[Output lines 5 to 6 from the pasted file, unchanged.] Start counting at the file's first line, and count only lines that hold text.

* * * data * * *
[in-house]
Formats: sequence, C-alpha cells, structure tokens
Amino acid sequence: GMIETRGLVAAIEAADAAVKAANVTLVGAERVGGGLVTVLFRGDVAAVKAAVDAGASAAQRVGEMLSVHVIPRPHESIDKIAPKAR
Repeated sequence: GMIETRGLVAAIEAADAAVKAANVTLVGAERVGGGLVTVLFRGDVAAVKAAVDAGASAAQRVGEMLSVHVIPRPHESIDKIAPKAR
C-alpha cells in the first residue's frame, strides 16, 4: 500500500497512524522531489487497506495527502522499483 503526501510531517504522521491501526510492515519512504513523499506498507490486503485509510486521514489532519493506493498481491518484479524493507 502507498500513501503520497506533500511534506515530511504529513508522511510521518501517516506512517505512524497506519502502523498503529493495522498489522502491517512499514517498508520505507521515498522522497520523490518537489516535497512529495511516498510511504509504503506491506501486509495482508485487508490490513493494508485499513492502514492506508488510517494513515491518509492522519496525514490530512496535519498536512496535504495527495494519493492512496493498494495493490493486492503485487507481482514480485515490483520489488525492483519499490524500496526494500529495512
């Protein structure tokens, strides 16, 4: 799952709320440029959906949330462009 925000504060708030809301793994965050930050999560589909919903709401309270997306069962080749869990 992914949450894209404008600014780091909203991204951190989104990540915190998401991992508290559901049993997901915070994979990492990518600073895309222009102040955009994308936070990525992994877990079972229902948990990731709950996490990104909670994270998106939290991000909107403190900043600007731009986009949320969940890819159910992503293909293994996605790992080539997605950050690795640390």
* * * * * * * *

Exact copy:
C-alpha cells in the first residue's frame, strides 16, 4: 500500500497512524522531489487497506495527502522499483 503526501510531517504522521491501526510492515519512504513523499506498507490486503485509510486521514489532519493506493498481491518484479524493507 502507498500513501503520497506533500511534506515530511504529513508522511510521518501517516506512517505512524497506519502502523498503529493495522498489522502491517512499514517498508520505507521515498522522497520523490518537489516535497512529495511516498510511504509504503506491506501486509495482508485487508490490513493494508485499513492502514492506508488510517494513515491518509492522519496525514490530512496535519498536512496535504495527495494519493492512496493498494495493490493486492503485487507481482514480485515490483520489488525492483519499490524500496526494500529495512
């Protein structure tokens, strides 16, 4: 799952709320440029959906949330462009 925000504060708030809301793994965050930050999560589909919903709401309270997306069962080749869990 992914949450894209404008600014780091909203991204951190989104990540915190998401991992508290559901049993997901915070994979990492990518600073895309222009102040955009994308936070990525992994877990079972229902948990990731709950996490990104909670994270998106939290991000909107403190900043600007731009986009949320969940890819159910992503293909293994996605790992080539997605950050690795640390």